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Sen. Dodd Contends Fed Was 'Lax' In Policing Subprime Loans

Senate Banking Chairman Christopher Dodd (D-Conn.) told CNBC that he believes the Federal Reserve was lax in its responsibilities by not preventing the surge of subprime mortgage loans.

"We've got a serious problem with a lot of potential foreclosures out there," said Dodd, who is also a presidential candidate. "The question is, how can we keep people in their homes?"

Dodd announced that he will meet with Federal Reserve Chairman Ben Bernanke and Treasury Secretary Henry Paulson on Tuesday morning to discuss financial market volatility and its implications for the U.S. economy. They'll also discuss steps that might help stabilize mortgage and financial markets and aid U.S. homeowners.

A press conference will follow the closed-door meeting and be carried live by CNBC.

"Hank Paulson knows this issue very well and knows what needs to be done here," Dodd said.

The candidate for the Democratic nomination said he's backing a bill that would establish "low-interest-rate, safer" mortgage loans, in hopes of sparing borrowers -- and the market -- from the risks involved in subprime lending.

"We hope to get that legislation up early in September," Dodd said.

Despite his criticism of the Fed, Dodd conceded that "they're moving now and providing help."

Dodd told CNBC that he favors criminal charges for certain so-called "predatory" lending practices: "Certainly I do. I think some of these activities that went on were violations of basic principals."

The senator also pointed to a "major issue -- the idea that credit rating agencies were being paid by the very people that they are rating."

"Something has to be done about that. I'm deeply worried," Dodd said.

On Friday, the Federal Reserve cut the discount lending rate -- the interest rate that the Fed charges when making direct loans to banks -- to 5.75 percent from 6.25 percent. In the wake of that cut, the Dow Jones industrial average shot up more than 300 points in early trading, before slipping slightly to close up nearly 2 percent.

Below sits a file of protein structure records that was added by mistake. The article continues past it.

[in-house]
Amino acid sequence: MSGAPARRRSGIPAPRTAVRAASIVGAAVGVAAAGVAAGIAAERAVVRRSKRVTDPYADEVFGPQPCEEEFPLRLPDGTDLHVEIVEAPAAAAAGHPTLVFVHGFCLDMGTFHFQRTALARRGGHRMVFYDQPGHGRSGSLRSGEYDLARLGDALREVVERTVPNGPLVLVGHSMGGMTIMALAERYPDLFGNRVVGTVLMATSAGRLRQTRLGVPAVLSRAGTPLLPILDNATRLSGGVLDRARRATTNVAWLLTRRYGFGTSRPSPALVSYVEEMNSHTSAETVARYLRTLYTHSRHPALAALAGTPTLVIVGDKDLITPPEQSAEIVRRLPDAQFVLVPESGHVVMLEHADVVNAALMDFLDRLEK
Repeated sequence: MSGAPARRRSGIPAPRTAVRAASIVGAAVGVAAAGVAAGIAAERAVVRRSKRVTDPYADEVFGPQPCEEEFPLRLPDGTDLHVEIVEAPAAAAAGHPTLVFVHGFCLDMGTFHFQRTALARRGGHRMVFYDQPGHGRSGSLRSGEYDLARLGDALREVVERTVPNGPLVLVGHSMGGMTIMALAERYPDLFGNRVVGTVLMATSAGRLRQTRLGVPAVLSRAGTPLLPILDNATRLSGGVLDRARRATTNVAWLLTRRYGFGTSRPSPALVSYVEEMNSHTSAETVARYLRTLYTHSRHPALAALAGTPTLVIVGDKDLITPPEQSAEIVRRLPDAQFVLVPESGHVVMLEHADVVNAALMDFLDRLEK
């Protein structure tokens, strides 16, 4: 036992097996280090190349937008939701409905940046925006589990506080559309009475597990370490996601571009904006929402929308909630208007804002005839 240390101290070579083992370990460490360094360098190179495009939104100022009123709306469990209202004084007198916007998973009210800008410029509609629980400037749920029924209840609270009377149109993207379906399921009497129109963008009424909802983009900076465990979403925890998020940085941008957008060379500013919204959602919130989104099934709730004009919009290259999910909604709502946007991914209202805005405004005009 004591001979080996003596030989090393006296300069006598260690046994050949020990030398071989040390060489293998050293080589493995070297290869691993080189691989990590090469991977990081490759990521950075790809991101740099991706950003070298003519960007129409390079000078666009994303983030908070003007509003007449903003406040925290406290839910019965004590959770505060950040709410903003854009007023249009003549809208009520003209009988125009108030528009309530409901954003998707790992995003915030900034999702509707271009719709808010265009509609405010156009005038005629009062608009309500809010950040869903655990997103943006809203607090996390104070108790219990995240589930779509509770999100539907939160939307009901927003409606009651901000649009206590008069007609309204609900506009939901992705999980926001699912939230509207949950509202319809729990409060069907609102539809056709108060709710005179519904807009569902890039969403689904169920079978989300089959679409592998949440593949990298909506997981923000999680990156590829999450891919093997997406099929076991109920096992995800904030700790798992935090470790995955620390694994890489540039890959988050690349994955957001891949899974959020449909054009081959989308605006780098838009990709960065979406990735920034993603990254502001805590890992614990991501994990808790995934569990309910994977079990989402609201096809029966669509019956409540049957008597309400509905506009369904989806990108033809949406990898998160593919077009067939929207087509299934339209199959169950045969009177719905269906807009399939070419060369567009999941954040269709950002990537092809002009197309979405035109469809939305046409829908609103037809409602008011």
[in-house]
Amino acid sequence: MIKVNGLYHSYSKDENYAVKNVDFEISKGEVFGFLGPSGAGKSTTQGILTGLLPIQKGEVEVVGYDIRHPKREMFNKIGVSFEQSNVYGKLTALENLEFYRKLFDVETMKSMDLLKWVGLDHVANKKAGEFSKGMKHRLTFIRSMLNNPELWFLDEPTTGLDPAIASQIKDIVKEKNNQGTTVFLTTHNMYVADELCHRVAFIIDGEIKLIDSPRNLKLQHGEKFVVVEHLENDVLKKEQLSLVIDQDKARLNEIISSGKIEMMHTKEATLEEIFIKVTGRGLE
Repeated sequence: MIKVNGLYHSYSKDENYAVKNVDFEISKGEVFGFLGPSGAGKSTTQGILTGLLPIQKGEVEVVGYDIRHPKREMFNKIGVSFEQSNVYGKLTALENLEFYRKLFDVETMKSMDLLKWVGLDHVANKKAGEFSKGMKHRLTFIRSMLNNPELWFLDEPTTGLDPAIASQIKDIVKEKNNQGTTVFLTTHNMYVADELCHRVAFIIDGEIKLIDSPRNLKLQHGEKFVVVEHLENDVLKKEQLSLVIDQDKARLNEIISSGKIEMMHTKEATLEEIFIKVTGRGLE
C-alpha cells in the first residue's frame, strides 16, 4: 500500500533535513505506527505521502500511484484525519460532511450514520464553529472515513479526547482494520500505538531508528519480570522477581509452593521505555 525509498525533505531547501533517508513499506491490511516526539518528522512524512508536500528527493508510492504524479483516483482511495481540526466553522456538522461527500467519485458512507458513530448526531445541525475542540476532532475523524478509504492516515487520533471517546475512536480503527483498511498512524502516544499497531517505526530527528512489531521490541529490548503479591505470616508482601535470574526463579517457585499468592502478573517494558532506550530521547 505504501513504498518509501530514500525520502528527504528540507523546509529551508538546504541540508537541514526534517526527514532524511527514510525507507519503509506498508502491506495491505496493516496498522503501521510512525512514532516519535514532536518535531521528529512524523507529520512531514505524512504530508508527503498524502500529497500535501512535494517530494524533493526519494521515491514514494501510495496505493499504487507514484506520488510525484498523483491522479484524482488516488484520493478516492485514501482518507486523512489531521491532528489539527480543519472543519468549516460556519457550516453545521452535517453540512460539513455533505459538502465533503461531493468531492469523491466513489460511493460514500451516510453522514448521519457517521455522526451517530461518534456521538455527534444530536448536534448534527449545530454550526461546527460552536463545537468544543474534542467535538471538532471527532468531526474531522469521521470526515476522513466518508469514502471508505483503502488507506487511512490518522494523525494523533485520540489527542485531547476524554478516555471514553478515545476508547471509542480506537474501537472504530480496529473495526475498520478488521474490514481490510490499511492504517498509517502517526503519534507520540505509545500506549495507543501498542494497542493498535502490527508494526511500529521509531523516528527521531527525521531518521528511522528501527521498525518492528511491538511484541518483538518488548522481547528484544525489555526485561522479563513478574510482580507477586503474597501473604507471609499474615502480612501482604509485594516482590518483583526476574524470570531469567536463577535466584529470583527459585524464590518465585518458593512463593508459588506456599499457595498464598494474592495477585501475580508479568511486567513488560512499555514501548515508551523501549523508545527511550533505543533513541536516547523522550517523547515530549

"Lowering the discount rate was important. Calming here is important -- not overreacting," he said.

"The liquidity issue is very, very important," Dodd said. "I'd like [the Fed continue] to monitor and watch this. This is where we've had some difficulty."


Amid tightening credit markets -- which make the situation of secondary mortgage lenders such as Countrywide Financial that much more precarious -- some analysts have called for raising the portfolio cap on government-backed mortgage giants Fannie Mae and Freddie Mac.

The portfolio cap is the ceiling on mortgage bonds Fannie Mae and Freddie Mac are permitted to buy and hold. Currently, the cap for Fannie Mae is $727.2 billion; Freddie Mac is capped at a 2 percent annual growth rate on its current $712.1 billion portfolio.

Dodd suggested that the final authority on raising the portfolio cap for Fannie Mae and Freddie Mac should lie with the White House and the secretary of the treasury.

"I'm not suggesting that this be done immediately -- just that the authority be there," the senator said.

Countrywide, the largest U.S. mortgage lender, said last week it drew down an $11.5 billion bank credit line after losing some access to short-term borrowings. On Monday, it was reported that the bank began enacting employee layoffs to help offset the credit squeeze.

And after market close Monday, Capital One Financial said it will shut its wholesale mortgage unit, resulting in $860 million in charges in 2007. The company, which said some 1,900 positions will be eliminated, will "cease residential mortgage origination" at its GreenPoint Mortgage unit, effective immediately.

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